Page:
Fake News, Real Consequences

The Internet is a sea of knowledge, whether that knowledge be true or false, interpreting the data the wrong way and acting upon it can lead to dire consequences. Most credible news sources are those we have all known to be legitimate pre-internet, but with the rise of click-bait tactics to lure people in for traffic a new phenomenon has arisen. ‘False news’ is the term given to… well just that, fictitious news content created and distributed via online.

Fake news seems to be created with a variety of intents. From harmless entertainment to more the more insidious virus and malware distributors, the spectrum is broad and one of the reasons fake news bad sides far out weigh the good.

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Picture via The Plunder

The term click-bait is assigned to headlines, whether from real of fake news, that are specifically worded to trigger a response within the viewer and get them to click on the link, even if the link isn’t actually to anything relevant to the insinuated topic. This is seen everywhere and have and continue to encounter it while navigating through their Facebook profiles. The reason click-bait is such a problem is because on one hand, it poses a threat to the user clicking on the add and being taken to a site with material they had no intention of being on by putting them at risk for malware, viruses, and/or marketing scams/schemes. On the other hand, a business or marketing agency seeking the opportunity to have the chance to honestly connect with their target customers they are unable to do so, because the customers become untrustworthy of all links via the web whether they be legitimate or not.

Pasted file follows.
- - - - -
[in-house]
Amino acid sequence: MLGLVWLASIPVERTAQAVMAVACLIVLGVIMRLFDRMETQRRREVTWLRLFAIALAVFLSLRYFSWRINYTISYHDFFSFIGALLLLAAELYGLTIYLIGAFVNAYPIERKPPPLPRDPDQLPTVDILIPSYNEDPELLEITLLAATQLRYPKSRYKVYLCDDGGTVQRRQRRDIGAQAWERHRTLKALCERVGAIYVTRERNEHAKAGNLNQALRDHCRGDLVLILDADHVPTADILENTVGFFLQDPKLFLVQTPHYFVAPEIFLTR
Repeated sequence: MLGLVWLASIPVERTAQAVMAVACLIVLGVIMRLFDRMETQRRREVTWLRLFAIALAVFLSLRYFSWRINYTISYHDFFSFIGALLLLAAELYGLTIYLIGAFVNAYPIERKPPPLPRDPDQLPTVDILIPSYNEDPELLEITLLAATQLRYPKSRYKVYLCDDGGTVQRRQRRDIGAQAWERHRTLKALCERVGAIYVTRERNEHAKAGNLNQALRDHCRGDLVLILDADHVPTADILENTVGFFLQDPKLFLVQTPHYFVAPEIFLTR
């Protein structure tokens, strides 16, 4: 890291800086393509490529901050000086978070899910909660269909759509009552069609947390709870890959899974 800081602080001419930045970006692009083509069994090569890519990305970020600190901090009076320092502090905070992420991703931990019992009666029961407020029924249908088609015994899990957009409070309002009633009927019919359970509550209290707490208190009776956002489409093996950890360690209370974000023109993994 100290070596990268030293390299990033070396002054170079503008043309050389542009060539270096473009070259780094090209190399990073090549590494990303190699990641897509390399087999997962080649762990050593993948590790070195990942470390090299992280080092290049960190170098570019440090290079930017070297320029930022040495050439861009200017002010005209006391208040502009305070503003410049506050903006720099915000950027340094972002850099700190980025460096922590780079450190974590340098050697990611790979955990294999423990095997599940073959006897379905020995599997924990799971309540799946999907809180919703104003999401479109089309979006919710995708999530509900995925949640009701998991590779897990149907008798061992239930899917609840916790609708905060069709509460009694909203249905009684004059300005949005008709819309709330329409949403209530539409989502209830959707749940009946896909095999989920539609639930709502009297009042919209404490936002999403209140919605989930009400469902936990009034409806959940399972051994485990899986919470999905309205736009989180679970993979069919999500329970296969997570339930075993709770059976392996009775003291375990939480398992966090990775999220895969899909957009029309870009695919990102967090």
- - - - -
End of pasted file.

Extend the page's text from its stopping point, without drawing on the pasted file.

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Picture via New York Times

 

Popular sites like The Onion tote real news headlines with fictitious stories aimed at entertaining their readers. Although fake, the headline of their website cites it as “Americas Finest News Source”. Now I can appreciate this, but we’ve all seen that relative or distant friend we never talk to on Facebook link an Onion article and start ranting as if it were real. The sad fact is that for those too ignorant to get the joke, take it as fact, and that confusion only adds to the hostility and uglier nature of the Internet. Reactions like these can lead to instances like the one reported on recently in The New York Times where a man who believed a local pizzeria was actually the hub of a huge child sex trafficking ring due to a fake news article, and discharged a rifle within the restaurant.

 

Published by

UNT Eagle Strategies

Class members of the social media class in the Mayborn School of Journalism